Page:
Scientists have been trying to create drug vaccines for at least 30 years.
The respected journal Pharmaceutics published a study on the first vaccine that blocks the entry of the drug fentanyl into the brain of rats, that is, it blocks the development of addiction.
Fentanyl is a synthetic opioid 100 times more potent than morphine. When it began to be used in the US in the 1990s, prescribed for patients with severe pain, it caused a veritable epidemic of fentanyl. People at first sat down on the analgesic effect, and then they could no longer live without these drugs.
Scientists at the University of Houston have developed a successful tactic to create a vaccine against this dependence: it is based on the drug itself, an immunogenic protein and an adjuvant protein. Experiments were carried out on rats: six weeks after the introduction of the vaccine, there was a noticeable effect – the amount of drug in the brain decreased 10 times, and its effect was blocked. Furthermore, the rats did not experience any “cancellation” side effects.
The blocking effect lasted for 10 weeks, scientists are conducting further research. But they quickly warn that their vaccine works exclusively against fentanyl, and not against other opioids.
RATS HAVE BEEN TREATED FOR HEROIN ADDICTION
This is not the first attempt to invent a vaccine or miracle drug to combat drug addiction. Scientists have been trying to create drug vaccines for at least 30 years. The principle of action of vaccines is obvious: after administration, antibodies must appear that will intercept the drug in the blood, preventing it from entering the brain. Therefore, taking the drug will not cause a feeling of euphoria, it will be meaningless.
So, in 2017, a report on the heroin vaccine was published. The experimental vaccine was developed by researchers with the US Military HIV Program and scientists at the National Institute on Drug Abuse (NIDA), part of the National Institutes of Health. The vaccine induced antibodies that prevented the drug from crossing the brain’s blood-brain barrier in mice and rats.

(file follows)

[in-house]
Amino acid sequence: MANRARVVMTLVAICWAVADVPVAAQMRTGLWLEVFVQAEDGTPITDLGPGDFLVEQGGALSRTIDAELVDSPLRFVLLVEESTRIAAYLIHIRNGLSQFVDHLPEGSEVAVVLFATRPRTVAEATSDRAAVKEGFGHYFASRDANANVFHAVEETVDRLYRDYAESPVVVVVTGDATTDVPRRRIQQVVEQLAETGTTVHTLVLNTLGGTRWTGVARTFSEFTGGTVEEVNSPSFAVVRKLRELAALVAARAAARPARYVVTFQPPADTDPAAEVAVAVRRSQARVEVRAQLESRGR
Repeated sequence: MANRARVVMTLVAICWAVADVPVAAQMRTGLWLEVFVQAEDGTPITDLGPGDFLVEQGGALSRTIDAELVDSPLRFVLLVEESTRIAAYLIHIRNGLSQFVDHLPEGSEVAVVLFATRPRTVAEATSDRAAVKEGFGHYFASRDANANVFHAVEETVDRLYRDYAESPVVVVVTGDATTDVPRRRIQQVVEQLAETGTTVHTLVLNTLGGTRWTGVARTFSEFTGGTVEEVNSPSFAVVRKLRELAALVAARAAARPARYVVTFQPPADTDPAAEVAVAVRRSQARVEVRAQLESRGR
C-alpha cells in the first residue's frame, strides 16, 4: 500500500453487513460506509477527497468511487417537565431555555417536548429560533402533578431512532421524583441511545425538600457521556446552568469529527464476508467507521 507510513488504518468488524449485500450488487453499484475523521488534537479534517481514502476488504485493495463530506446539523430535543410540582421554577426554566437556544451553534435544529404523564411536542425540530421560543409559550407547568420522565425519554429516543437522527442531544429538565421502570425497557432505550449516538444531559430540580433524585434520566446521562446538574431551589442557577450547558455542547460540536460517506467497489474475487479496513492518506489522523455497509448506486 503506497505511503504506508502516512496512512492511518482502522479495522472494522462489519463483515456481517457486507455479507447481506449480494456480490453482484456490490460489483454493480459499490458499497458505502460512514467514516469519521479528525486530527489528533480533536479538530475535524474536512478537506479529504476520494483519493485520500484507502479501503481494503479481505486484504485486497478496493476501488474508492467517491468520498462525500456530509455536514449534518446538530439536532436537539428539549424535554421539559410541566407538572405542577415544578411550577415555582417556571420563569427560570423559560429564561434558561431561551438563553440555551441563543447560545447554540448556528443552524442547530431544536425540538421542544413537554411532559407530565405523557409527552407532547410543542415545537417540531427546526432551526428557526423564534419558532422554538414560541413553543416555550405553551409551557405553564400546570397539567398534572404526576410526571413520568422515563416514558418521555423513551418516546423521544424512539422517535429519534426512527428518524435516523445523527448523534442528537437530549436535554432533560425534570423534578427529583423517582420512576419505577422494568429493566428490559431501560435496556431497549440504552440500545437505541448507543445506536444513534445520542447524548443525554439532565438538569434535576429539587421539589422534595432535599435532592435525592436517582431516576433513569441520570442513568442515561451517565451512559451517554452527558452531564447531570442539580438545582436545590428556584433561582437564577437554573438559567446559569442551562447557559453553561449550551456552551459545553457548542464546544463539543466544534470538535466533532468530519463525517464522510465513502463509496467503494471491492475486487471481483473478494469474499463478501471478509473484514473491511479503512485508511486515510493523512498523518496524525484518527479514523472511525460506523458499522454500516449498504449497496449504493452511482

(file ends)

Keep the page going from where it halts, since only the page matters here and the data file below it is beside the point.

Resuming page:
Studies have shown that the vaccine also produces antibodies against other commonly used opioids, such as hydrocodone, oxycodone, hydromorphone, and codeine. It also reduces the effects of high-dose heroin, which may indicate the possibility of preventing an overdose.
It all started out great, but apparently it didn’t go beyond rat research, at least we didn’t hear anything more about this development.
Scientists are also trying to create a vaccine or superdrugs to combat cocaine addiction, but so far they all remain within the walls of laboratories.
ADDICTION IS NOT JUST PHYSICAL
– In modern practice, blockers, opioid receptor antagonists (for example, naloxone, naltrexone) are used to alleviate drug addiction, – says psychiatrist-narcologist, psychotherapist Alexei Magalif. – Reduce the effects of opioids, prevent drug intoxication, reduce cravings for them. It is difficult for me to speak about the effectiveness of the vaccines that are being developed, but even if such drugs enter the wide market, it should be noted that they have a specific effect, they are developed from a specific type of narcotic substance. . Consequently, after quitting one drug, the addict may switch to another, or to alcohol, which often happens. Therefore, it is too early to expect a universal remedy for all ills. The root of any addiction is in psychological problems, more precisely, in the mental sphere. And first of all, you will need the help of an experienced psychiatrist-psychotherapist.